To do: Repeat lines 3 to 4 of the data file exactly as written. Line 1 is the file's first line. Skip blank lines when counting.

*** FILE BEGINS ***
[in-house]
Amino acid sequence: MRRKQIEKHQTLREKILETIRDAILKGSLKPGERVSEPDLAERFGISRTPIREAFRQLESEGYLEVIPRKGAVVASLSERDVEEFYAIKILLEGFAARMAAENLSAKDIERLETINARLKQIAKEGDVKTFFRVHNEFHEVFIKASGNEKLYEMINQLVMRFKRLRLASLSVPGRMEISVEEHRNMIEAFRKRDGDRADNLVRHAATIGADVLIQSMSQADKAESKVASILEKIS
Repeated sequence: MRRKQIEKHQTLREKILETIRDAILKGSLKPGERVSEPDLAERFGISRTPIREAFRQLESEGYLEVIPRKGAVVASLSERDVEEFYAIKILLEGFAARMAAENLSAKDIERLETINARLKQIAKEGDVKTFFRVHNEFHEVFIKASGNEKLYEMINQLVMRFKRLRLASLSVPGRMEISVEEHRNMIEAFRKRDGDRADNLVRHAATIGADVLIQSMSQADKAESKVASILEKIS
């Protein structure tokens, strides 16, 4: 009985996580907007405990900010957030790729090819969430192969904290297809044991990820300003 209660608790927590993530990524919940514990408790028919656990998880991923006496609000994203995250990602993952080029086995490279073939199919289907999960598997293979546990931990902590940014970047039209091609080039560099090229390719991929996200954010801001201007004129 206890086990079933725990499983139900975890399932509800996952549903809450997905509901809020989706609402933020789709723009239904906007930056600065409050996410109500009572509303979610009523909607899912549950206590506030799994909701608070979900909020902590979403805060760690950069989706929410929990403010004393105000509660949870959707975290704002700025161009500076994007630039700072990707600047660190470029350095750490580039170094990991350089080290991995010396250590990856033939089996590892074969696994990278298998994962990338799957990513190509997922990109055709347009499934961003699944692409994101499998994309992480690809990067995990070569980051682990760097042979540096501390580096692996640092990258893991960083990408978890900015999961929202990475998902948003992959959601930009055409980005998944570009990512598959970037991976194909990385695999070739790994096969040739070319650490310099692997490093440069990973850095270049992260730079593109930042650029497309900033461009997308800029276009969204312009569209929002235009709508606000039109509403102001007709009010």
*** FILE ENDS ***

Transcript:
Repeated sequence: MRRKQIEKHQTLREKILETIRDAILKGSLKPGERVSEPDLAERFGISRTPIREAFRQLESEGYLEVIPRKGAVVASLSERDVEEFYAIKILLEGFAARMAAENLSAKDIERLETINARLKQIAKEGDVKTFFRVHNEFHEVFIKASGNEKLYEMINQLVMRFKRLRLASLSVPGRMEISVEEHRNMIEAFRKRDGDRADNLVRHAATIGADVLIQSMSQADKAESKVASILEKIS
């Protein structure tokens, strides 16, 4: 009985996580907007405990900010957030790729090819969430192969904290297809044991990820300003 209660608790927590993530990524919940514990408790028919656990998880991923006496609000994203995250990602993952080029086995490279073939199919289907999960598997293979546990931990902590940014970047039209091609080039560099090229390719991929996200954010801001201007004129 206890086990079933725990499983139900975890399932509800996952549903809450997905509901809020989706609402933020789709723009239904906007930056600065409050996410109500009572509303979610009523909607899912549950206590506030799994909701608070979900909020902590979403805060760690950069989706929410929990403010004393105000509660949870959707975290704002700025161009500076994007630039700072990707600047660190470029350095750490580039170094990991350089080290991995010396250590990856033939089996590892074969696994990278298998994962990338799957990513190509997922990109055709347009499934961003699944692409994101499998994309992480690809990067995990070569980051682990760097042979540096501390580096692996640092990258893991960083990408978890900015999961929202990475998902948003992959959601930009055409980005998944570009990512598959970037991976194909990385695999070739790994096969040739070319650490310099692997490093440069990973850095270049992260730079593109930042650029497309900033461009997308800029276009969204312009569209929002235009709508606000039109509403102001007709009010």